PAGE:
Sovereign Camp of Woodmen of the World v. O'Neill,
Annotate this Case
266 U.S. 292 (1924)
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U.S. Supreme Court
Sovereign Camp of Woodmen of the World v. O'Neill, 266 U.S. 292 (1924)
Sovereign Camp of Woodmen of the World v. O'Neill
Submitted October 9, 1924
Decided November 17, 1924
266 U.S. 292
1. A decree of the district court dismissing a bill upon the specific ground of want of jurisdiction is appealable directly to this Court under Jud.Code, § 238. P. 266 U. S. 295.
2. It is a settled general rule that, in a suit based on diversity of citizenship brought against several defendants to enjoin the collection of claims against the plaintiff which are separate and distinct, although depending for their validity upon a common origin, the test of jurisdiction is the amount of each separate claim, and not their aggregate amount. P. 266 U. S. 295.
3. But there is an exception to this rule where the bill alleges not only that the defendants' claims are baseless, but that they originated and are being prosecuted in pursuance of a conspiracy to embarrass and attempt to ruin the plaintiff, the amounts of the particular claims not being disputed and the validity of all depending on the same issue. P. 266 U. S. 295.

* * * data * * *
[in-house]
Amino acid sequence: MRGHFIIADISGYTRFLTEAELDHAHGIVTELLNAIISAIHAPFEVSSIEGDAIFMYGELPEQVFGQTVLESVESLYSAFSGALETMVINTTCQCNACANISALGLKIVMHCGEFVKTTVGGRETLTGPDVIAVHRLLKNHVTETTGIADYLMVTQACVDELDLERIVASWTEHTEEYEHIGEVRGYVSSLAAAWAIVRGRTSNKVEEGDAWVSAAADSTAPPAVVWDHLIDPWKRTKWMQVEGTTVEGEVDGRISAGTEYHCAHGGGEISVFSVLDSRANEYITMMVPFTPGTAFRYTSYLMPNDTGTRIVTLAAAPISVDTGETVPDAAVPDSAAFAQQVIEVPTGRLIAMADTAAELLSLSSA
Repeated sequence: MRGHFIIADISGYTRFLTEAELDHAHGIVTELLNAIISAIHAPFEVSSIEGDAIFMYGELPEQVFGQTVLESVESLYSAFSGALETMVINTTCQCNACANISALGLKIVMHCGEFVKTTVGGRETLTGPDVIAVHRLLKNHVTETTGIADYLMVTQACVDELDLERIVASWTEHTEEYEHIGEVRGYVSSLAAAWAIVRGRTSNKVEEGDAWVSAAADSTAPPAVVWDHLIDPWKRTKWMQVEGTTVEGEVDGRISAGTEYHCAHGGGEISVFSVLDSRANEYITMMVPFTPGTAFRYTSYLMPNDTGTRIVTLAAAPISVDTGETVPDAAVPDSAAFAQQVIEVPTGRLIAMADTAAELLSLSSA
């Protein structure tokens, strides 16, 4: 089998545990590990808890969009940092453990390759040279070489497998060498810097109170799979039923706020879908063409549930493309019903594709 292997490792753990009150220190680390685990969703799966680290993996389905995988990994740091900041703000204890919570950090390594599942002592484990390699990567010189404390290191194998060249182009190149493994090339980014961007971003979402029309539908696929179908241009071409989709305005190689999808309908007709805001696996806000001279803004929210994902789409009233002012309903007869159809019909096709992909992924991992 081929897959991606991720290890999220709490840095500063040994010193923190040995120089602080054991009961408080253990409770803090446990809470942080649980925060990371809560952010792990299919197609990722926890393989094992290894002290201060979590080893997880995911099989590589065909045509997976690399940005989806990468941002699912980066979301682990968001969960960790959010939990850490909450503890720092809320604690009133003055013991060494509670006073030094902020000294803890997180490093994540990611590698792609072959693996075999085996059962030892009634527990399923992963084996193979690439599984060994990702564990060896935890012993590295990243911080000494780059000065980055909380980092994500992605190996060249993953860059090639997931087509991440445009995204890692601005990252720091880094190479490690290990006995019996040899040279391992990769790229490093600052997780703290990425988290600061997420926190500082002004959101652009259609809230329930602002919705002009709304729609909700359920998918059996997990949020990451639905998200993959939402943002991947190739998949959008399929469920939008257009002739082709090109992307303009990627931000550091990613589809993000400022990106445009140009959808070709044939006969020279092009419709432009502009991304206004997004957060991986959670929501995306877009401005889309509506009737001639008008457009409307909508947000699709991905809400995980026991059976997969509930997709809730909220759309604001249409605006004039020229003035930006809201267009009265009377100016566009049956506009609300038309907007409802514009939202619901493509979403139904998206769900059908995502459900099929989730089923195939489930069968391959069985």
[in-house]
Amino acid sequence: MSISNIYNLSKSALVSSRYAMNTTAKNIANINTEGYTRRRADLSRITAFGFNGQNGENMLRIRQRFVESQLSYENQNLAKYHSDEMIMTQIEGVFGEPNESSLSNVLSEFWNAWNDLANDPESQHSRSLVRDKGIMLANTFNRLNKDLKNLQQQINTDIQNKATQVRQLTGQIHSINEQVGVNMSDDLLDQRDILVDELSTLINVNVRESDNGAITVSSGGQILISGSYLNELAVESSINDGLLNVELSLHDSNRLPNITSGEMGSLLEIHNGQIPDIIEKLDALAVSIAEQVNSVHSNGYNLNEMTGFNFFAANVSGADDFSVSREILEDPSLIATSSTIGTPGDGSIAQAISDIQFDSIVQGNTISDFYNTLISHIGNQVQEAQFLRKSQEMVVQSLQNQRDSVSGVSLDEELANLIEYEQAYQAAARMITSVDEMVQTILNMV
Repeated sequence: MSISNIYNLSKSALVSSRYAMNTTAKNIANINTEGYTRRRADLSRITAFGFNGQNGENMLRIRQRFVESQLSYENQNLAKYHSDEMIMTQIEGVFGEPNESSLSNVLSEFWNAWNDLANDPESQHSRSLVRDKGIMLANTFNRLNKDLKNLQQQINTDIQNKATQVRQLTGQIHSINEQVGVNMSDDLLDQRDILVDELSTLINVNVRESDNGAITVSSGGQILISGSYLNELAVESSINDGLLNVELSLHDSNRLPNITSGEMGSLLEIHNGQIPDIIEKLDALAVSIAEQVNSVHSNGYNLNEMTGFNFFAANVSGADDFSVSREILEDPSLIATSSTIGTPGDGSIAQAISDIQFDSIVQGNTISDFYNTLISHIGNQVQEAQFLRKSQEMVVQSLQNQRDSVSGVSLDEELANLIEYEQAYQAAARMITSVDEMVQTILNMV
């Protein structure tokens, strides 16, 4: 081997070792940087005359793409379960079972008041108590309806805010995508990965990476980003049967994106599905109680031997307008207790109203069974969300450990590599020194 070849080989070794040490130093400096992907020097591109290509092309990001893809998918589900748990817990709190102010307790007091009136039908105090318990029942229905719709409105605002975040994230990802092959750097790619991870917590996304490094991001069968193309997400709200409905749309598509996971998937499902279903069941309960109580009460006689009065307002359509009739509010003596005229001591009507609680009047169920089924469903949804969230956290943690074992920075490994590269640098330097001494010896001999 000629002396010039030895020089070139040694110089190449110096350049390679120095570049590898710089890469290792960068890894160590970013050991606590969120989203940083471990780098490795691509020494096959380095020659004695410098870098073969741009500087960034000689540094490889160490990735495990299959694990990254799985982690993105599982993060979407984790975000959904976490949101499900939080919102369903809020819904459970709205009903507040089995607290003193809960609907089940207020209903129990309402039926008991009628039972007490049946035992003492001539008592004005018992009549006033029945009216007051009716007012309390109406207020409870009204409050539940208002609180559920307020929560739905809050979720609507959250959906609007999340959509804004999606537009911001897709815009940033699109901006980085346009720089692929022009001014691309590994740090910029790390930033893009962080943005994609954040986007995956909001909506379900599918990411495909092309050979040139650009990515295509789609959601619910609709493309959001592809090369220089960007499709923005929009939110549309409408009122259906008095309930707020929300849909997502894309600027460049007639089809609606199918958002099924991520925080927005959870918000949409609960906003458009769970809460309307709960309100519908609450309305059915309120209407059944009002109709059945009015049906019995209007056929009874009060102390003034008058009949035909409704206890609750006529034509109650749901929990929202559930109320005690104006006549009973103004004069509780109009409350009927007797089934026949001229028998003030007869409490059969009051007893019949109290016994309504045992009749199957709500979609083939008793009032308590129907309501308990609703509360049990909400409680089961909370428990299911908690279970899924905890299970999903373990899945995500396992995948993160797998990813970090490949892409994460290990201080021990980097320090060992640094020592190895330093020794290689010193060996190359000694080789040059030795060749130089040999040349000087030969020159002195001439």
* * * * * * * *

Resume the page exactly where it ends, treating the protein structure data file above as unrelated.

4. In such case, the conspiracy partakes of the nature of a fraudulent conspiracy, and ties together the several claims as one claim for jurisdictional purposes, making their aggregate amount the value of the matter in controversy. P. 266 U. S. 297. McDaniel v. Traylor, 196 U. S. 415; 212 U. S. 212 U.S. 428.
5. The objection that relief by injunction sought against proceedings in a state court is prohibited by Jud.Code § 265 goes to the equity of the particular bill, and not to the federal court's jurisdiction of the suit. P. 266 U. S. 298. Smith v. Apple, 264 U. S. 274.
286 F. 734 reversed.
Appeal from a decree of the district court which dismissed, for want of jurisdiction, a bill to enjoin the defendants from prosecuting separate actions for damages in a state court and from endeavoring to collect money from the plaintiff in any other manner by reason of the matters alleged.